Original Article

A National Evaluation of Scholarly Activity Requirement in Osteopathic EM Residency Programs: Survey of EM Program Directors

Authors: Alexander Kirkpatrick, DO, Tom Doran, DO, David Mullins, DO, David Gnugnoli, DO, John Ashurst, DO, MSc


Objectives: The objectives of the study were to determine the percentage of osteopathic emergency medicine (EM) residencies that require an original research project to meet the American Osteopathic Association requirement, describe the resources available to the residents and faculty members to complete their projects, and determine resident and faculty research productivity.

Methods: This was a cross-sectional online survey of program directors from osteopathic EM residency programs. Participants were asked about demographics and specifics related to their program’s research curriculum, which included resources, outcomes, and challenges.

Results: The response rate was 48.21% (27/56) of program directors from EM residencies. The majority (82.77%) of respondents were from a community-based EM program, had a requirement that a research project be completed before graduation from residency (87.5%), and did not have a research associate program to assist in recruiting patients (83.33%). A physician research director was noted to lead the department in 53.57% of respondents, whereas 70.83% noted having a statistician on staff. A total of 2.91% of program faculty had received federal grant funding, and 13.88% had a research study indexed in PubMed. EM programs that had a physician-led research director were more likely to have core faculty with federal funding, articles indexed in PubMed, residents who submit their research for publication, and residents with competitive grants, as compared with programs without a research director. Program directors noted that analyzing data, designing a study, and generating a hypothesis were the biggest challenges to conducting research in the residency.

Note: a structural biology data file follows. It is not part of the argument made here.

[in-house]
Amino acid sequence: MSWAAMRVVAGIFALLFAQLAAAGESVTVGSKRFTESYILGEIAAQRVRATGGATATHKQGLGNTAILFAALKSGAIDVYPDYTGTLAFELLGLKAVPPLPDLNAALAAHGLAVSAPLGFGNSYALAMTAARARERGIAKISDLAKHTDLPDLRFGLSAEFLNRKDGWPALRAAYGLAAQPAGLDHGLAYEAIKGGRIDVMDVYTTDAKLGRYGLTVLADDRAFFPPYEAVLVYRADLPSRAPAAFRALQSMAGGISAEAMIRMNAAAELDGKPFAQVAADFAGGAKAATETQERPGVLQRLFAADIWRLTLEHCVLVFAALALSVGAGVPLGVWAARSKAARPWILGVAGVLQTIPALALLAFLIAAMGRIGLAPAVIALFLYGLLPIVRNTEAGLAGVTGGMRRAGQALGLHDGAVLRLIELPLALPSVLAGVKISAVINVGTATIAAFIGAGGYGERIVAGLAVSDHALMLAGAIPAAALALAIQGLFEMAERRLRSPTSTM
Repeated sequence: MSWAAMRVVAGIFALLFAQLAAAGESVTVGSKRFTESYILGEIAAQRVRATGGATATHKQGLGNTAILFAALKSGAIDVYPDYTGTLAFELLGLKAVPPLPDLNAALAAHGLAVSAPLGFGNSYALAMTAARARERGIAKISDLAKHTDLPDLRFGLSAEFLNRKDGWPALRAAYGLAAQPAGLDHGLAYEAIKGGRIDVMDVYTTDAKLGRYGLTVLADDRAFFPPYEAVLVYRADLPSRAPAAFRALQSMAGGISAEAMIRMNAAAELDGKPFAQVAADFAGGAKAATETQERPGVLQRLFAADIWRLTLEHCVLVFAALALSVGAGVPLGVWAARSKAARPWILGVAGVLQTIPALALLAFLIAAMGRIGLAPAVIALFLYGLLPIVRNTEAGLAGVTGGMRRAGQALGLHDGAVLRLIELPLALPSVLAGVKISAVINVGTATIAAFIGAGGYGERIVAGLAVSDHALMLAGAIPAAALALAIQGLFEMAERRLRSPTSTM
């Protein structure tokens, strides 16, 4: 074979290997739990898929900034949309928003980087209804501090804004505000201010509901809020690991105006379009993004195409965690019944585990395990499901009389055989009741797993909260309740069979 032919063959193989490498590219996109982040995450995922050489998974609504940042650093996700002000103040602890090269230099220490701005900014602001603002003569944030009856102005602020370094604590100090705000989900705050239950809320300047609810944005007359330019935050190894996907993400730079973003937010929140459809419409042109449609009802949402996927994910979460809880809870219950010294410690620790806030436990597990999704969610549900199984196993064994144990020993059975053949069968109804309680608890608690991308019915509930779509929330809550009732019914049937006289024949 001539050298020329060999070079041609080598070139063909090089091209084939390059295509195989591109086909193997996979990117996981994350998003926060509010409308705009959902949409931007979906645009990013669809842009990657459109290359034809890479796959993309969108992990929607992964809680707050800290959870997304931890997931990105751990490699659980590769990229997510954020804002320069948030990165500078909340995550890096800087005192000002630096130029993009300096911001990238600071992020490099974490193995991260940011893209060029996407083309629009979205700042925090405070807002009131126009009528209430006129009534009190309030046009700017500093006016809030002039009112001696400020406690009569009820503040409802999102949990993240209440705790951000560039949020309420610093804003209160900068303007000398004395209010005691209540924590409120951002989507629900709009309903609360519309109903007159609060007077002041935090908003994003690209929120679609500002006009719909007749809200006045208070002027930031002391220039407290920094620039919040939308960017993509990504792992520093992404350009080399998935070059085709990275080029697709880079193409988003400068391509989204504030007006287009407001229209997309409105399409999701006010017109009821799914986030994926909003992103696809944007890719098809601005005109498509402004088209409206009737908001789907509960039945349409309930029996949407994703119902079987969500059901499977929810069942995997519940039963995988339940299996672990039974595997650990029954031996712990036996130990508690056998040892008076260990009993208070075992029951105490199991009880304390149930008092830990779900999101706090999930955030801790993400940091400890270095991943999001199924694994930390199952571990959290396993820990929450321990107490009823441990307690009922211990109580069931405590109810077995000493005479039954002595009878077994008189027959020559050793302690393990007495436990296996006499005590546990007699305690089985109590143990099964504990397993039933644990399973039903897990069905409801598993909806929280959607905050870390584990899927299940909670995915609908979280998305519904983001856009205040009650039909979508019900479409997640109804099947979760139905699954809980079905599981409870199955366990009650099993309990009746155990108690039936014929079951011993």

Conclusions: Osteopathic EM residencies significantly differ from their allopathic counterparts in their research curriculum, capabilities, and outcomes.

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